Hard-line drug warriors like Hutchinson are keen to prevent that from happening – not because they fear it will be disastrous but because they fear it won't be.

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7 Comments

Anton D Rehling in Olympia, WA said:

It is very simple,the federal government has well defined and LIMITED powers as defined in the constitution. regulating the citizens of this country on what we can drink, smoke or eat is not one of them.

We are adults and our government has no legal standing to treat us like their children to guide and educate.

Wednesday, November 14, 2012 at 11:08 AM

Robinius in Broomfield, Colorado replied:

Good to know. We are adults and kids don't do pot. And even if they do it's not my problem. What about cocaine and heroine. Not my problem, either - and the government should stay out of people's decisions to hurt themselves. It's a free country, right? Free food, rent, cell phones, contraceptives. Why not free drugs next?

Wednesday, November 14, 2012 at 5:06 PM

richard ryan in Lamar,Missouri replied:

Anton, try telling that to Moochelle.

Wednesday, November 14, 2012 at 7:50 PM

billy396 in ohio replied:

This federal government will never allow this to stand. Does anyone actually think that Obozo and pals care one bit about the limits on their power? Wait and see. The DEA and other various federal government agencies will descend, en masse, on Washington and Colorado once they get good enough targets in their sights. They don't want Americans to get some crazy idea that they actually have personal rights or liberty of any real kind. Obozo stated in his first campaign that "his" DEA wouldn't be bothering medical marijuana sellers in California. He lied about that, as well. "His" DEA has stomped all over states' rights ever since his first day in office, and he will continue to do so. Yes, the federal government only has certain enumerated powers in our Constitution, but that document has been thoroughly ignored not only by this administration but also by federal courts and the Supreme Court.

Wednesday, November 14, 2012 at 8:07 PM

Robinius in Broomfield, Colorado said:

Responsible changes to the constitution would require be a 66% vote in favor, not 54%. Now we get to pay for a new bunch of government bureaucrats to keep track of the sales and collect taxes. And why limit the potheads to 1 ounce? If it's safe why can't I have a trunk full? There's no limit on how much alcohol I can possess.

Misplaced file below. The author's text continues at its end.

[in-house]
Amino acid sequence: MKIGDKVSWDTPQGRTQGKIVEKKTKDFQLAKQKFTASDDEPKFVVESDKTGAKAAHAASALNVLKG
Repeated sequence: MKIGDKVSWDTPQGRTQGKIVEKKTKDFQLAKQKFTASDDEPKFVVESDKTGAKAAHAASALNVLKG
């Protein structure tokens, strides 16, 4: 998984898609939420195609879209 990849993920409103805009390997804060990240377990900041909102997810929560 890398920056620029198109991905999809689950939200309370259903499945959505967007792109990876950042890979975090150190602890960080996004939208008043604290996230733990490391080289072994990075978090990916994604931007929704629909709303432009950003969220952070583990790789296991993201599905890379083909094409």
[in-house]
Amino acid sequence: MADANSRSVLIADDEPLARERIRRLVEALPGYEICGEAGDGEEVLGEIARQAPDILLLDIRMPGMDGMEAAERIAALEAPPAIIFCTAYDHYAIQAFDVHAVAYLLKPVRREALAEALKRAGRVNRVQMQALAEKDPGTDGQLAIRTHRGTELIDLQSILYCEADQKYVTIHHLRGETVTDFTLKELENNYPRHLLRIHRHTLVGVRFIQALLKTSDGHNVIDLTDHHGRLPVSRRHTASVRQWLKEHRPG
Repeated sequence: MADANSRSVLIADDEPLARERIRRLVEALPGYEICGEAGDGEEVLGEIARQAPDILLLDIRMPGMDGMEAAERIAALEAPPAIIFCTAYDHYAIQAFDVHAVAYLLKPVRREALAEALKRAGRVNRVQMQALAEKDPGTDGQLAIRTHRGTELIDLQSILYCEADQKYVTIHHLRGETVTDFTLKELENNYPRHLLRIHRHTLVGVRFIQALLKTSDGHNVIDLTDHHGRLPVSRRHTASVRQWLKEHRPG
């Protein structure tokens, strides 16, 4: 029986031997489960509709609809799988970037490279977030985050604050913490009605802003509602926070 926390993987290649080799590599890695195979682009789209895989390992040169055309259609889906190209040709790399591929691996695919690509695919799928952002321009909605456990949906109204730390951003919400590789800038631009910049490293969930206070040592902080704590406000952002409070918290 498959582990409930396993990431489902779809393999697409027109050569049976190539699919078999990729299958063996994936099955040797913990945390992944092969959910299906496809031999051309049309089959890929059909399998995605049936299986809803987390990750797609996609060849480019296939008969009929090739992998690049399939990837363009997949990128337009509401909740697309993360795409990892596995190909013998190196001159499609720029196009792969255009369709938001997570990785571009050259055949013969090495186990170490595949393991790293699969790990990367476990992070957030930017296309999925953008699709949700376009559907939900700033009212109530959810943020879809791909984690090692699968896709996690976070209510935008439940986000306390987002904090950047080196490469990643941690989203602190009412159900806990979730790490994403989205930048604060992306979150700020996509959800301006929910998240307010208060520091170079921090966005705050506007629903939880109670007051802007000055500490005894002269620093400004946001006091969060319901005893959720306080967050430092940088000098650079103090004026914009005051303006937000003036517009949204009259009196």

Next: Cocaine legalization, followed by heroine. Small steps.

Wednesday, November 14, 2012 at 4:58 PM

richard ryan in Lamar,Missouri said:

Hutchinson`s referral to the supreme law of the land is rediculous on it`s face. Since when do the Supreme Court, The President, or members of our Congress pay any attention to the Constitution, which by the way, is described as the supreme law of the land?

Wednesday, November 14, 2012 at 7:36 PM

Kevin from Arkansas in USA said:

"If alcohol prohibition required a constitutional amendment, how could Congress, less than two decades later, enact marijuana prohibition by statute?"

Way back then the Constitution and limited Federal powers still meant something. It was recognized that the Federal government has no constitutional authority to regulate alcohol thus a constitutional amendment was needed. Now ... well not so much - it's just something to ignore. As Obama has said:

"I have advised Congress that I will not construe these provisions as preventing me from fulfilling my constitutional responsibility to recommend to the Congress’s consideration such measures as I shall judge necessary and expedient.

In other words: “Congress may pass laws, but I decide which of its laws are constitutional and which I can simply choose to ignore.”

Of course, the Constitution doesn’t actually give the president this power, but Obama won’t allow a little thing like the U.S. Constitution get in his way

Read more: http://dailycaller.com/2012/01/05/obama-to-congress-ill-decide-whats-constitutional/#ixzz2CGAuFON6

Wednesday, November 14, 2012 at 10:53 PM